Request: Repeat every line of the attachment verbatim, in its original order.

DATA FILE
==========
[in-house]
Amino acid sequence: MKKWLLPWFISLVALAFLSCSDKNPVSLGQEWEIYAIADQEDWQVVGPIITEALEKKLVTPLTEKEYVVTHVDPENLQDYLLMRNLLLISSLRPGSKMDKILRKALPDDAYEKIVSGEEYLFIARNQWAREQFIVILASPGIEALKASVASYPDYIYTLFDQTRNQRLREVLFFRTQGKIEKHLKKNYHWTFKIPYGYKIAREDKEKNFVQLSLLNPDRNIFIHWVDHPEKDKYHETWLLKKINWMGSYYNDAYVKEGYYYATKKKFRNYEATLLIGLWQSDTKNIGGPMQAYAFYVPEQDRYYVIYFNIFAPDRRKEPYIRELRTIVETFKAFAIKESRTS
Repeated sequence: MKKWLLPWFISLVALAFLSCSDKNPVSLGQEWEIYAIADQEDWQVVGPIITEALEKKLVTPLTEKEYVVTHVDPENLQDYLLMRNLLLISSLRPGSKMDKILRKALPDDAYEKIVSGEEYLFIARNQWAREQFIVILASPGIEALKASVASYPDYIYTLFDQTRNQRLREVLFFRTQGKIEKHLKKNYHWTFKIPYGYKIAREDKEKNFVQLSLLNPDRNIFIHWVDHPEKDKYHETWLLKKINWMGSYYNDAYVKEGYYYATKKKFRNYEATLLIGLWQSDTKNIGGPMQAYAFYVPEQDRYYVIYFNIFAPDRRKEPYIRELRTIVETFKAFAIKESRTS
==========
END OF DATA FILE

[in-house]
Amino acid sequence: MKKWLLPWFISLVALAFLSCSDKNPVSLGQEWEIYAIADQEDWQVVGPIITEALEKKLVTPLTEKEYVVTHVDPENLQDYLLMRNLLLISSLRPGSKMDKILRKALPDDAYEKIVSGEEYLFIARNQWAREQFIVILASPGIEALKASVASYPDYIYTLFDQTRNQRLREVLFFRTQGKIEKHLKKNYHWTFKIPYGYKIAREDKEKNFVQLSLLNPDRNIFIHWVDHPEKDKYHETWLLKKINWMGSYYNDAYVKEGYYYATKKKFRNYEATLLIGLWQSDTKNIGGPMQAYAFYVPEQDRYYVIYFNIFAPDRRKEPYIRELRTIVETFKAFAIKESRTS
Repeated sequence: MKKWLLPWFISLVALAFLSCSDKNPVSLGQEWEIYAIADQEDWQVVGPIITEALEKKLVTPLTEKEYVVTHVDPENLQDYLLMRNLLLISSLRPGSKMDKILRKALPDDAYEKIVSGEEYLFIARNQWAREQFIVILASPGIEALKASVASYPDYIYTLFDQTRNQRLREVLFFRTQGKIEKHLKKNYHWTFKIPYGYKIAREDKEKNFVQLSLLNPDRNIFIHWVDHPEKDKYHETWLLKKINWMGSYYNDAYVKEGYYYATKKKFRNYEATLLIGLWQSDTKNIGGPMQAYAFYVPEQDRYYVIYFNIFAPDRRKEPYIRELRTIVETFKAFAIKESRTS